In Senate races, little talk of Ferguson. Will that hurt black voter turnout?
African-Americans are engaged in intense discussions about the race and justice issues raised this summer. But the Senate candidates – many in tight races that could determine control of the chamber – aren’t talking about Ferguson.
In the razor-thin Senate race in Iowa, Tara Patterson, a sought-after African-American voter, is deeply disappointed that neither candidate is talking about what’s most important to her: race and justice issues that can be summed up in one word, Ferguson.
The mother of a son in middle school and another in high school says she wants “African-American boys to be able to grow up and feel equal and not feel inferior.”
And not end up like Michael Brown, the unarmed black teen who was fatally shot by a white police officer in Ferguson, Mo., on Aug. 9. The shooting triggered riots and protests, a grand jury and federal investigation, a congressional hearing, and a firestorm of national media coverage.
In the Senate races in Iowa and elsewhere, where Democrats must have high African-American turnout if they want to retain control of that chamber, the candidate silence on Ferguson is deafening.
Democrats are making an unprecedented midterm effort to get black voters to the polls on Nov. 4 – registration drives, targeted radio advertising, pitches from President Obama to black audiences. Yet Ferguson could undermine that work, some pollsters warn.
“We are underestimating the power of this issue. And if we continue to underestimate it, it will affect turnout,” says Democratic pollster Celinda Lake, president of Lake Research Partners, which is based in Washington. “Ferguson, and the lack of response to it, is a huge issue in the African-American community. It comes up in every focus group of African-American voters that we do.”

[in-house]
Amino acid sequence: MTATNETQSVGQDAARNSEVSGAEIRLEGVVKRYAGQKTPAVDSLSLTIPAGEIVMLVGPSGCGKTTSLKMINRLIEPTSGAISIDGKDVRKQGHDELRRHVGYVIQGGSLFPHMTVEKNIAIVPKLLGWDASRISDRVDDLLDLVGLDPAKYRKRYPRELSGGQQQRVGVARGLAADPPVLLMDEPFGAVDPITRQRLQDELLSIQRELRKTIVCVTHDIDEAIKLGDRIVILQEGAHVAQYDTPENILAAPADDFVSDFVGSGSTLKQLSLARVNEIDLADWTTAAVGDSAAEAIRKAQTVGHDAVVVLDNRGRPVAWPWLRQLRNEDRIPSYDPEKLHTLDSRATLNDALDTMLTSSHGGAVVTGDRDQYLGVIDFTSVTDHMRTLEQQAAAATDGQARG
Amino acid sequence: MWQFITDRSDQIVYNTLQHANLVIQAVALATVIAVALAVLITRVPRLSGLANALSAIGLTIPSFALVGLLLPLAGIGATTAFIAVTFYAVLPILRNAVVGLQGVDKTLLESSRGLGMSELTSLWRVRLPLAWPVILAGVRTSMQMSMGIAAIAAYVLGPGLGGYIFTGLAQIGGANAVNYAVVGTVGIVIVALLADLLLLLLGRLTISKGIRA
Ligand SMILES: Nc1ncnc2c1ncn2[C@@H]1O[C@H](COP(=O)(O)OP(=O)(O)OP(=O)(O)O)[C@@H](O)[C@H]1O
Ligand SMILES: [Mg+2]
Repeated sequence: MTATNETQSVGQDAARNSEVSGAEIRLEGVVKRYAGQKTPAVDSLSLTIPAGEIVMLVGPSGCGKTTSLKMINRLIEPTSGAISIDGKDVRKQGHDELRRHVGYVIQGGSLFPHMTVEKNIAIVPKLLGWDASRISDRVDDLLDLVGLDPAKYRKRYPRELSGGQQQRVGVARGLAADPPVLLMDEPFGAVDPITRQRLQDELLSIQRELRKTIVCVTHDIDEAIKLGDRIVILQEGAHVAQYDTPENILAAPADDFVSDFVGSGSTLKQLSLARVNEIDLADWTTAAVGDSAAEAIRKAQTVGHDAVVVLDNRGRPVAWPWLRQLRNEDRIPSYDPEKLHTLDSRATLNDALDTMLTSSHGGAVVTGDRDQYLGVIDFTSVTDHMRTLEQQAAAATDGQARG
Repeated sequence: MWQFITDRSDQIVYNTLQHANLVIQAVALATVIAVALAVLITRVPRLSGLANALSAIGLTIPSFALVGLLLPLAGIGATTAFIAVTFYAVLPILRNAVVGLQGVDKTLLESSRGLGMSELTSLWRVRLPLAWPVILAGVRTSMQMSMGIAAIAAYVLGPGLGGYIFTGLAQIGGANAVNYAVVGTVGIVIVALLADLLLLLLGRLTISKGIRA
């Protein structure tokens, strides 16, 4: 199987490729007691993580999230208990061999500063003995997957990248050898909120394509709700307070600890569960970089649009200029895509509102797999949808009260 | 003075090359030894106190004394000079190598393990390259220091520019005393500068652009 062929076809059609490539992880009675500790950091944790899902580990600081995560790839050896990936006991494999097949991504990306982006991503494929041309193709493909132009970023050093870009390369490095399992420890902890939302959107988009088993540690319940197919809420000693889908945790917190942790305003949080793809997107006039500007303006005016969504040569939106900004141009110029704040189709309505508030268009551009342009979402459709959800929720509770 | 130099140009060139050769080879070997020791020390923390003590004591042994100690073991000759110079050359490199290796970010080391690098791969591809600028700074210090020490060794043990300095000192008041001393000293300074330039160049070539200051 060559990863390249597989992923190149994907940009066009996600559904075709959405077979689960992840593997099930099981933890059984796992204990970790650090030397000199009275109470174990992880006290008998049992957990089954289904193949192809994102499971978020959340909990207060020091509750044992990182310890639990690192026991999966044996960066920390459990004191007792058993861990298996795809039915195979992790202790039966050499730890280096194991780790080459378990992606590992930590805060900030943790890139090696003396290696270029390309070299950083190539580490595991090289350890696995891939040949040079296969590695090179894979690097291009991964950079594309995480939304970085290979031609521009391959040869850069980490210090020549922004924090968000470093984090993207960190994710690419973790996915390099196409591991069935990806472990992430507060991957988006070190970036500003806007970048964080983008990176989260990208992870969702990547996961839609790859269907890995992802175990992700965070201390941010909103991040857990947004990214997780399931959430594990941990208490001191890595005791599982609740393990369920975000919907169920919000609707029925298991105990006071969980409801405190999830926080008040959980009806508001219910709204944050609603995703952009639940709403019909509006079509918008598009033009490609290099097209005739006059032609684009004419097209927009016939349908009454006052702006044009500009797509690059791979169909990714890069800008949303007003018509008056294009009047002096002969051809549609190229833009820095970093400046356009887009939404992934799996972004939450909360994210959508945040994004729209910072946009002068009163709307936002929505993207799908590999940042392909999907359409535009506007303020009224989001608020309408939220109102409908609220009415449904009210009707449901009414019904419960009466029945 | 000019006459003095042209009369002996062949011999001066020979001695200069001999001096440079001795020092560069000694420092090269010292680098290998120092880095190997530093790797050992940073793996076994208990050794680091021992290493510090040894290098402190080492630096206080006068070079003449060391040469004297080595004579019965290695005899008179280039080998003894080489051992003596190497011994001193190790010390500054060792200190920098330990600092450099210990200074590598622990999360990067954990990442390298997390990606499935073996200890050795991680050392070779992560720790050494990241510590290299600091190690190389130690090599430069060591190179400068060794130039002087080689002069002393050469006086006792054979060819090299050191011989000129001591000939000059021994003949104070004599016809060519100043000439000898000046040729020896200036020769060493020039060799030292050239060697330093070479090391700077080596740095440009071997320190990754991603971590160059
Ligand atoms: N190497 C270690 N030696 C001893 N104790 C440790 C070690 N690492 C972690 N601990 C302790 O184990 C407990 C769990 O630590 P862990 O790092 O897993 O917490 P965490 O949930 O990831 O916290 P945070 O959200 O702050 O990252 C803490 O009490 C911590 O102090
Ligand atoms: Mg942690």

As it does with African-Americans all over the country. They’re tweeting and blogging about it, discussing it on talk radio, commenting on it on Facebook, and preaching about it in church.
True, high-profile members of the Congressional Black Caucus, such as Rep. Elijah Cummings (D) of Maryland and Rep. John Lewis (D) of Georgia, are bringing it up as they stump for embattled Democratic Senate candidates. But “I have not heard any discussion of it in the Senate races,” says Jennifer Duffy, who tracks those races for the independent Cook Political Report.
Only once, an electronic search shows, has a question about Ferguson come up in Senate debates in the four tossup states where African-Americans make up a large percentage of eligible voters: Georgia and Louisiana (more than 30 percent of voters in each state are black), North Carolina (22 percent), and Arkansas (15 percent). The black vote is essential to Democratic victories in all those states, though to a lesser extent in Arkansas, according to political analysts.
Cornell Belcher, a former pollster to Mr. Obama, says it’s “nonsensical” that Ferguson – which he describes as a “top-of-mind issue” for black voters – is absent from the Senate campaigns. He agrees that it could hurt turnout, saying that Ferguson issues are particularly salient for a core Democratic voter group, black women.
“The idea that you simply are not going to engage with that voter on one of their No. 1 issue-areas and expect that voter to mobilize and rally strongly behind your candidate is foolish,” Mr. Belcher says. He calls Ferguson a prime example of the “disconnect” between politicians and voters’ lives.
When asked why Senate candidates are not talking about Ferguson, Ms. Lake answers bluntly that “a lot of candidates are afraid of it” due to starkly differing views between the races. A national survey by the Pew Research Center in August found that 65 percent of blacks thought the police went too far in responding to the shooting’s aftermath. Among whites, only 33 percent agreed, while 32 percent said the response was about right and 35 percent offered no response.
Lake says that Ferguson also comes up in her polling firm’s discussions with white women, but in a completely different context. White female voters lump the topic with concerns about the Islamic State, school shootings, and Ebola. For them, it’s an issue of security.